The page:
- Select based on the desired fruit size (very important for commercial greenhouse tomatoes).
- Your tomato variety should be disease resistant.
- The physiological problems of the plant should be rare. (These physiological problems include: blossom-end rot, cracking and catfacing, etc. These problems are discussed in detail in this article)
- The fruit size should also be uniform.
These characteristics are very important for commercial tomatoes production. However, if you are growing tomatoes for your home consumption, you should go with tomatoes varieties that taste better and produces favorable quantity of fruit.
If you buy seeds in large amounts then it will cost lower, However, you should never buy seeds more than you need. You should always plant a few seeds extra because you will never get 100% germination. Tomato seeds are very small in size. One-fifth of 1 ounce (5.7 grams) contains about 1200 seeds.
Types of Tomatoes
I think we should discuss the different types of tomatoes, I feel that it should be discussed by now!
Tomatoes are grouped into two categories according to their growth habits. Determinate tomatoes and Indeterminate tomatoes; former ones grow to a pre-determined height ( It stops growing at height of 4 to 5 feet). While indeterminate tomato growth does not stop. This is because the terminal of the stem of indeterminate tomato plants continues to grow. These are most favored among the two types of tomato varieties and it gives fruit throughout the season.
Determinate Greenhouse Tomatoes produces a large quantity of fruit and the harvesting duration is only a couple of months, whereas, indeterminate Greenhouse Tomatoes will give small quantity fruit but keeps on producing for a longer period of time.
Now! you need to choose which type of tomatoes you want for your greenhouse (Either determinate or indeterminate). You can select based on your preference, your greenhouse height, length of the fruiting period ( indeterminate tomatoes produce fruit all year round whereas the fruiting period of determinate tomatoes is just a couple of months), and the amount of time labor you want to spend for your greenhouse tomatoes (as indeterminate tomatoes require regular pruning, so more labor-intensive).
If you want to grow Greenhouse Tomatoes as a hobby then I will recommend you to try both determinate and indeterminate tomato varieties. Some of the recommended tomato varieties that grow well in the greenhouse and which are also disease resistant are (Especially for Commercial Greenhouse Growers):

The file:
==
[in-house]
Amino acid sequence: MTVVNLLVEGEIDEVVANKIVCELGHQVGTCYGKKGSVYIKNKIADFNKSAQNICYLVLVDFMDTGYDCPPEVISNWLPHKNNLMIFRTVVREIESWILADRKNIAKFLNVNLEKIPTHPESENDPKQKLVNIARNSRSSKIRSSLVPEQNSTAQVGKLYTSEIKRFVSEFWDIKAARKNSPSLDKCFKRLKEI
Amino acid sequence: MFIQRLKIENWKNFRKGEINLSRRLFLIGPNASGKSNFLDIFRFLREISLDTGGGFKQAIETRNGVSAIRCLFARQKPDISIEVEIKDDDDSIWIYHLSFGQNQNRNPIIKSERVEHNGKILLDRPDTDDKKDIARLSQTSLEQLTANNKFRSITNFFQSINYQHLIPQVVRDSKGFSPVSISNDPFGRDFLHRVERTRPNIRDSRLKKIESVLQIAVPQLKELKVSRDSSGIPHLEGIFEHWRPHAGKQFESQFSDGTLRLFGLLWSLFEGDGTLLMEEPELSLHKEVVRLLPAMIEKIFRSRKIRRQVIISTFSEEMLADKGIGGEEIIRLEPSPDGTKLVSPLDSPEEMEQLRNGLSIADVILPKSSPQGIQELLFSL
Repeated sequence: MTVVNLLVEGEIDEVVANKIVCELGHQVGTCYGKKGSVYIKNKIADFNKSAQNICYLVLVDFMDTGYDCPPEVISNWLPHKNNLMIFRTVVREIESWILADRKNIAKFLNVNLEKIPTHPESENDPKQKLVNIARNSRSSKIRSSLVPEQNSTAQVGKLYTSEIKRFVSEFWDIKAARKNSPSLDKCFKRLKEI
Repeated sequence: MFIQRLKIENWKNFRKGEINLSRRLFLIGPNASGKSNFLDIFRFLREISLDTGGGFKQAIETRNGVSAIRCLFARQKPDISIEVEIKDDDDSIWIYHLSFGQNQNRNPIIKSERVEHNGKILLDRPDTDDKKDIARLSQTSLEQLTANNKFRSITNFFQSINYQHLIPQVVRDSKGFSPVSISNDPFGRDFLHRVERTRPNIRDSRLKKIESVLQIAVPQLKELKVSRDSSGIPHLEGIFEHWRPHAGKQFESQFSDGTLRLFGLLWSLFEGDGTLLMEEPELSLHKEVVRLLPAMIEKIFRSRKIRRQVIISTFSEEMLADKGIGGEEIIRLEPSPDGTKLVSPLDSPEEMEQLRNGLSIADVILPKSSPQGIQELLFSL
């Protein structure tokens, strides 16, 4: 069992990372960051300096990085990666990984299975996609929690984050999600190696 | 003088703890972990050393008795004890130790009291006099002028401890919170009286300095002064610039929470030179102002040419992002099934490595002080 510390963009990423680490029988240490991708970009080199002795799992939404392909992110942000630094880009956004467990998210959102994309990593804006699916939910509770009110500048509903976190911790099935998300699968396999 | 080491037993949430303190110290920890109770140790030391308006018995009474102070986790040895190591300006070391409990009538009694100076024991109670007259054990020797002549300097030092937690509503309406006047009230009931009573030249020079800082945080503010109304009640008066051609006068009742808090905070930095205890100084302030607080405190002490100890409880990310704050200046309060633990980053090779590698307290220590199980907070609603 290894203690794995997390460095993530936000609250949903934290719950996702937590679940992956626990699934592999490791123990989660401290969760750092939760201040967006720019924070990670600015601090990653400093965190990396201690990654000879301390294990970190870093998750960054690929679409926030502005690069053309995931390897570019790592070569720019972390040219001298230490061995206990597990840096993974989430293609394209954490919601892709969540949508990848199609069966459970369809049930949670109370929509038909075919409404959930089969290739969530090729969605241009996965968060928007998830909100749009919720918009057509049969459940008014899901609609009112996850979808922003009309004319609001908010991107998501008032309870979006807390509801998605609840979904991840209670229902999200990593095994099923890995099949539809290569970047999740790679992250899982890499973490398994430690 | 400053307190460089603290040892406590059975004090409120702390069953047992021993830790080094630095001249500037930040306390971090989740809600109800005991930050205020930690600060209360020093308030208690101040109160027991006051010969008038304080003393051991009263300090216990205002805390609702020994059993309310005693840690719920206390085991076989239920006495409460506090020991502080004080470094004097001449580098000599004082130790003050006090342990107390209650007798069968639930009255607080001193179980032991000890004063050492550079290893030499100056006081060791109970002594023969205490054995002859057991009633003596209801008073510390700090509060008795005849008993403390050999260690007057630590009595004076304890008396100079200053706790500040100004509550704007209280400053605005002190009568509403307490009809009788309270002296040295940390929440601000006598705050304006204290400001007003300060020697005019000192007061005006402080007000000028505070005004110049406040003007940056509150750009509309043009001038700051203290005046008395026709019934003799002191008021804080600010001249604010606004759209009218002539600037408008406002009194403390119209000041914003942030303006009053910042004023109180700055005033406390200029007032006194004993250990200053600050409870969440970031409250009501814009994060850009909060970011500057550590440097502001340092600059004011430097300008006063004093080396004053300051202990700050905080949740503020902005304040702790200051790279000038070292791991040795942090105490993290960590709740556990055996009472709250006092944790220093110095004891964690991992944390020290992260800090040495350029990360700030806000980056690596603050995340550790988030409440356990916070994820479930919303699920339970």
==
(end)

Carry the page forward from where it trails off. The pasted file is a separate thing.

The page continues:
- Trust Tomatoes (popular) (indeterminate)
- Match Tomatoes (popular)
- Switch Tomatoes (popular)
- Blitz Tomatoes (popular)
- Caruso Tomatoes
- Laura Tomatoes
- Capello Tomatoes
- Capello Tomatoes
- Perfecto Tomatoes
- Baronie Tomatoes
- Zoltano Tomatoes
- Electra Tomatoes
- Gabriela Tomatoes
- Dombito Tomatoes
- Dombella Tomatoes
- Jumbo Tomatoes
- Vendor Tomatoes
Serious Commercial greenhouse growers should not grow outdoor varieties such as Celebrity, Better Boy, Travelers, etc., in the greenhouse. However, you should definitely give it a try if you are a hobbyist greenhouse grower. For determinate tomato varieties, you should try the famous tomato varieties like “Celebrity,” “Mountain Fresh”, and “Mountain Pride”. For indeterminate type, you can try growing “Better Boy” and “Fantastic”.
Here is a chart of popular tomato varieties that you can grow in your Greenhouse based on your choice.
|Cherry Tomatoes||Plum Tomatoes||Heirloom Tomatoes||Medium (‘Normal’)|
|Tomato Gardener’s |
|Tomato ‘il San |
|Tomato Brandywine||Tomato Ferline||Tomato Super|
|Tomato Gartenperle||Tomato Roma VF||Tomato Craigella||Tomato Cristal||Tomato Country|
|Tomato Maskotka||Tomato Falcorosso||Tomato Yellow |
|Tomato Tamina||Tomato Cuore di|
|Tomato Losetto||Tomato Principe|
|Tomato Black |
|Tomato Orkado||Tomato Striped |
|Tomato Suncherry |
|Tomato The |
|Tomato Alicante||Tomato Big Daddy|
Growing Medium for Greenhouse Tomatoes (Soil vs Soil Less):
There are two methods of growing tomatoes inside greenhouse. These are either soil or soilless cultures.
In soil cultures, tomatoes are grown in a plot of soil inside the greenhouse. The techniques for growing tomatoes inside the soil is similar to that of the tomatoes growing in the fields. Most of the Greenhouse growers (including me) grow tomatoes in a raised bed and I would definitely recommend if you want to grow soil cultures.
On the other hand, plants grown in soilless tomato culture are grown in water, woodbark, sand, or artificial soil mix, and the nutrients (fertilizer) are provided to the tomato plants in water solution.
Disease Control in the soilless systems is a big advantage but these systems are more costly and complex to maintain as compared to the soil cultures. So, if you are a new greenhouse enthusiast, I would strongly recommend going your greenhouse tomatoes in soil.
For Commercial greenhouse growers, soil culture has proven to the most effective, this is because the initial cost for the soilless system is very high. The overall greenhouse setup construction with soil is one third to one-fourth of the soilless system.
Another drawback of the soilless system is that if you are installing a large system then you will not be able to move it to another location. On the contrary, greenhouses, where the tomatoes are grown in soil, can be easily moved to another location if required.
However, some of the soilless systems use “grow bags” with compost media which is much cheaper than the floating systems (hydroponics). The water dissolved nutrients are supplied to the tomatoes using a drip system and they can also be moved comparatively easy.